The criminal justice system is often thought of as existing on a pendulum. Opinions about how the system should operate swing from one end of the spectrum to the other over time. In its early history, rehabilitation ruled the day in corrections. The prison was initially called a “penitentiary,” representing the idea that offenders would give penance, pray and leave a changed person. However, the pendulum swung the other way in the 1970s, when public sentiment moved toward the idea that offenders cannot be rehabilitated and punitive measures are best for society.
In recent years, the notion that “nothing works” to rehabilitate offenders has been challenged. This is just as true in the juvenile justice system, where numerous “evidence-based” programs have garnered impressive evidence that they can, in fact, significantly reduce problem behavior. Not only does the empirical research suggest rehabilitation works, but the public is increasingly in support of it as opposed to confinement-only.
More than 15 years ago, the University of Colorado’s “ Blueprints for Violence Prevention” (now the Blueprints for Youth Development) initiative selected 10 programs for delinquency prevention that they considered “models.” These programs were reviewed by experts to determine whether studies have shown positive effects on behavior. Research has also shown that these programs can result in significant cost-savings for taxpayers.
Despite this, state progress in implementing such programs and changing the standard operating procedures has been slow. Some states, however, are ahead of the curve, and Maine is one of those states.
As part of a project to assess state progress in implementing and sustaining evidence-based practices in juvenile justice, I worked with a team of nationally recognized experts to determine which states had done the most work in this area in order to learn how they did so. In the process of our work, we discovered that Maine has one of the highest per capita usage of these ‘Blueprints’ programs in the U.S. We then dug deeper into how Maine was able to accomplish this feat in the hopes that other locales could take something valuable away from what we learned.
Through a review of documents, evaluations and reports, as well as interviews with key stakeholders and players who have had a direct role in the process, we learned several factors that helped Maine get to this point. Our findings are described in more detail in an article to be published in the International Journal of Offender Therapy and Comparative Criminology, but several factors are worth highlighting. First, Maine was lucky (and continues to be) to have benefited from the leadership of several champions who recognized early on that juveniles should receive treatment that we know works, regardless of how things had been done in the past.
Individuals such as former Commissioner of the Maine Department of Corrections Joseph Lehman, former Associate Commissioner of Juvenile Services Mary Ann Saar, and particularly the recently retired Associate Commissioner of Juvenile Services Bartlett Stoodley started the difficult work of transforming the way Maine’s juvenile justice system operated. Specifically, they kept an eye on research trends and best practices across the nation and abroad. Importantly, they, along with other stakeholders were open to trying new things and were able to pilot novel approaches and programs. Once these programs were tested and well received, others could be put in place. The influence of these early champions cannot be overstated.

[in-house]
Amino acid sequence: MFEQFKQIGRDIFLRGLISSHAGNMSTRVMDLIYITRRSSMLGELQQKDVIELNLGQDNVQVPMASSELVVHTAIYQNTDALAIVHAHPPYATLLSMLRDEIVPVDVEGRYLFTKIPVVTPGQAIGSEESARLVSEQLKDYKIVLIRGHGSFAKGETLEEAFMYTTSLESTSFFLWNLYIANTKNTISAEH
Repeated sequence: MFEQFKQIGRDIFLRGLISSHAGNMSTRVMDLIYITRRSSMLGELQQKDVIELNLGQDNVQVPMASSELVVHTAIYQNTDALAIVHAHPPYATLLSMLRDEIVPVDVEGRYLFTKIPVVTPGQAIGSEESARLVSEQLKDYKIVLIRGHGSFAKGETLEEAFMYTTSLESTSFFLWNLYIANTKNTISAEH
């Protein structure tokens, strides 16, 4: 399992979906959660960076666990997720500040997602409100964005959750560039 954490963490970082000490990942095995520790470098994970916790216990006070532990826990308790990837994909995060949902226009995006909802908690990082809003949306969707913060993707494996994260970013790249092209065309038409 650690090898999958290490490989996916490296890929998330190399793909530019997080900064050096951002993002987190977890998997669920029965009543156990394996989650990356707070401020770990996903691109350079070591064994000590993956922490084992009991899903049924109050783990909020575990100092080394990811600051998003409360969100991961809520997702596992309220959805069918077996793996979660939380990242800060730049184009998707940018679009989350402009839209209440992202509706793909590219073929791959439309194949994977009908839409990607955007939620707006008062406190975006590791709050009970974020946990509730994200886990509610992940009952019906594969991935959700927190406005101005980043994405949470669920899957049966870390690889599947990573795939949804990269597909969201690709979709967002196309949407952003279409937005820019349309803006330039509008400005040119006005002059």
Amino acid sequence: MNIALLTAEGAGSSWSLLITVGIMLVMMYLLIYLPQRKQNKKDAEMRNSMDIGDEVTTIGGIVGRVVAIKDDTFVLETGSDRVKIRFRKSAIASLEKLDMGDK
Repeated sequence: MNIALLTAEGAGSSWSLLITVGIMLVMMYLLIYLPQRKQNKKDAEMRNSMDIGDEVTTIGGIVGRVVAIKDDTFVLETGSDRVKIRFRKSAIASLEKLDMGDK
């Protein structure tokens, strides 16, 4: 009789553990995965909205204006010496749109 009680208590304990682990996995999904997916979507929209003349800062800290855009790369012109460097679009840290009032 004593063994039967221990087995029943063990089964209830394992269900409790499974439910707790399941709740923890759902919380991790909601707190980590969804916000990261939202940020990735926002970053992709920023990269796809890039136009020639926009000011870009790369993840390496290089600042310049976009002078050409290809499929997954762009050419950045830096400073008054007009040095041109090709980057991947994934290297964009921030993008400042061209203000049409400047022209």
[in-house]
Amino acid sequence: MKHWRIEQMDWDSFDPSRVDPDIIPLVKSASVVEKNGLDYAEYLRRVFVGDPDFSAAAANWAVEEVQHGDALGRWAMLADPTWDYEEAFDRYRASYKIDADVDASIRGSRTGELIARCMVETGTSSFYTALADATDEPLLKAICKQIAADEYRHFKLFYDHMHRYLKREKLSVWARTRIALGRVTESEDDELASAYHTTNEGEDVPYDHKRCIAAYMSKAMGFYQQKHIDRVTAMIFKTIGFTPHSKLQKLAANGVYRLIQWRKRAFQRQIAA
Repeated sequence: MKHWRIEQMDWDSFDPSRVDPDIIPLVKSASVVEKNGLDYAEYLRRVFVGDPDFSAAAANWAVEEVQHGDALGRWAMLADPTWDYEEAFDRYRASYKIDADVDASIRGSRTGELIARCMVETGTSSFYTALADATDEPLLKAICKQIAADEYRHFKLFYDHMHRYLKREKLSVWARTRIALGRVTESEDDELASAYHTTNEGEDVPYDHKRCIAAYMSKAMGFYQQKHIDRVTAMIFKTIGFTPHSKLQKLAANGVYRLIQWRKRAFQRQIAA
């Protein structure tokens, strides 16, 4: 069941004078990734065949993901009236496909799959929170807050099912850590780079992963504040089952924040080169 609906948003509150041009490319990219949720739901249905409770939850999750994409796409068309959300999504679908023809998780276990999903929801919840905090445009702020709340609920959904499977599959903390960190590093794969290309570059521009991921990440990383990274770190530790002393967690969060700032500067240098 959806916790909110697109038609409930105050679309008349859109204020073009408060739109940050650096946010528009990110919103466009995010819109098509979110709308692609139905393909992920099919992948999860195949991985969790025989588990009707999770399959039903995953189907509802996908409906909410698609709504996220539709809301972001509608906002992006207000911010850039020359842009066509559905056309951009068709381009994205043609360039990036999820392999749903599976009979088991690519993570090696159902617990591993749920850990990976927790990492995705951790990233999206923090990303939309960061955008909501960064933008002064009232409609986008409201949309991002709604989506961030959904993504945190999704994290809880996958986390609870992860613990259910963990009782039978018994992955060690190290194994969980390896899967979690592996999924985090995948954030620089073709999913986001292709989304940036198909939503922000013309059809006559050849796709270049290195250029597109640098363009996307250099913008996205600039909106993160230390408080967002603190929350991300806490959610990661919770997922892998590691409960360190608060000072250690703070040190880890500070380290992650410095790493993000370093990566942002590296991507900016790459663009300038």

Other key factors included an openness to collaborative relationships with state agencies and organizations. These relationships are vital for the functioning and evaluation of the programs. The current administration in corrections, including Commissioner Joseph Ponte, has continued to support research and accountability, so we know whether the programs work. This level of buy-in and stakeholder support, we found, is critical to continue this important work, which is often challenging.
Maine uses several programs from the Blueprints list, including multidimensional treatment foster care, functional family therapy and multisystemic therapy. Each of these programs takes a tremendous amount of support and collaboration to succeed. They also require flexible and innovative uses of limited resources to maintain. Above all, they require leadership.
All of this work has had positive consequences. The approach has likely contributed to the finding that Maine’s juvenile reoffending rates continue to decline in this state. We should be proud of the work the DOC has done to not only keep us safer but become a national leader in the process.
Michael Rocque is the director of research at the Maine Department of Corrections and an adjunct faculty member of the University of Maine Sociology Department. He was not employed by the department at the time of this study. He is a member of the Maine chapter of the national Scholars Strategy Network, which brings together scholars across the country to address public challenges and their policy implications. Members’ columns appear in the BDN every other week.